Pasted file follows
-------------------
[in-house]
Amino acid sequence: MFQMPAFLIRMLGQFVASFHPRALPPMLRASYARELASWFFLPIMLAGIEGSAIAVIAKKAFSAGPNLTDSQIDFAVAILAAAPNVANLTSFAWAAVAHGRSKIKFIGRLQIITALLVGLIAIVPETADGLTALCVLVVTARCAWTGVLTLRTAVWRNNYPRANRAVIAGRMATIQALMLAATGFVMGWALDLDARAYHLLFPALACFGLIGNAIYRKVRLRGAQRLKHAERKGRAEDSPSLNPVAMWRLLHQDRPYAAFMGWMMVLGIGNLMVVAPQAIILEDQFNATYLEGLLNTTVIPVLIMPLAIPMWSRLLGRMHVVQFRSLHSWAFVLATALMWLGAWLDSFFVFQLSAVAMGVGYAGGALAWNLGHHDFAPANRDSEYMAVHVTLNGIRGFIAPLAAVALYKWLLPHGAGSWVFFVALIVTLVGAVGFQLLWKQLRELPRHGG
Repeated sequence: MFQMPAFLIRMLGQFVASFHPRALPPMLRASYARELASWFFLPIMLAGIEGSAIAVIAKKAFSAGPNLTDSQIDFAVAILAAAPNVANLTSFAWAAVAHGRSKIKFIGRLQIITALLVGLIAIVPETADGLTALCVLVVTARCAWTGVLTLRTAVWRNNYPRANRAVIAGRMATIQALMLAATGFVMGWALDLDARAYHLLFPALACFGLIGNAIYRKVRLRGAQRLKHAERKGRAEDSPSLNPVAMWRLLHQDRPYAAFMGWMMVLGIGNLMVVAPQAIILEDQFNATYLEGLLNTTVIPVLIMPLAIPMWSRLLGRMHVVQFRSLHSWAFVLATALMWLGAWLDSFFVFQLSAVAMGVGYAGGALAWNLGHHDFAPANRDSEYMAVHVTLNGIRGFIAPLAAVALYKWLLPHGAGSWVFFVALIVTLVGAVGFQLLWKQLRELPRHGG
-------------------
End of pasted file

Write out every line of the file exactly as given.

[in-house]
Amino acid sequence: MFQMPAFLIRMLGQFVASFHPRALPPMLRASYARELASWFFLPIMLAGIEGSAIAVIAKKAFSAGPNLTDSQIDFAVAILAAAPNVANLTSFAWAAVAHGRSKIKFIGRLQIITALLVGLIAIVPETADGLTALCVLVVTARCAWTGVLTLRTAVWRNNYPRANRAVIAGRMATIQALMLAATGFVMGWALDLDARAYHLLFPALACFGLIGNAIYRKVRLRGAQRLKHAERKGRAEDSPSLNPVAMWRLLHQDRPYAAFMGWMMVLGIGNLMVVAPQAIILEDQFNATYLEGLLNTTVIPVLIMPLAIPMWSRLLGRMHVVQFRSLHSWAFVLATALMWLGAWLDSFFVFQLSAVAMGVGYAGGALAWNLGHHDFAPANRDSEYMAVHVTLNGIRGFIAPLAAVALYKWLLPHGAGSWVFFVALIVTLVGAVGFQLLWKQLRELPRHGG
Repeated sequence: MFQMPAFLIRMLGQFVASFHPRALPPMLRASYARELASWFFLPIMLAGIEGSAIAVIAKKAFSAGPNLTDSQIDFAVAILAAAPNVANLTSFAWAAVAHGRSKIKFIGRLQIITALLVGLIAIVPETADGLTALCVLVVTARCAWTGVLTLRTAVWRNNYPRANRAVIAGRMATIQALMLAATGFVMGWALDLDARAYHLLFPALACFGLIGNAIYRKVRLRGAQRLKHAERKGRAEDSPSLNPVAMWRLLHQDRPYAAFMGWMMVLGIGNLMVVAPQAIILEDQFNATYLEGLLNTTVIPVLIMPLAIPMWSRLLGRMHVVQFRSLHSWAFVLATALMWLGAWLDSFFVFQLSAVAMGVGYAGGALAWNLGHHDFAPANRDSEYMAVHVTLNGIRGFIAPLAAVALYKWLLPHGAGSWVFFVALIVTLVGAVGFQLLWKQLRELPRHGG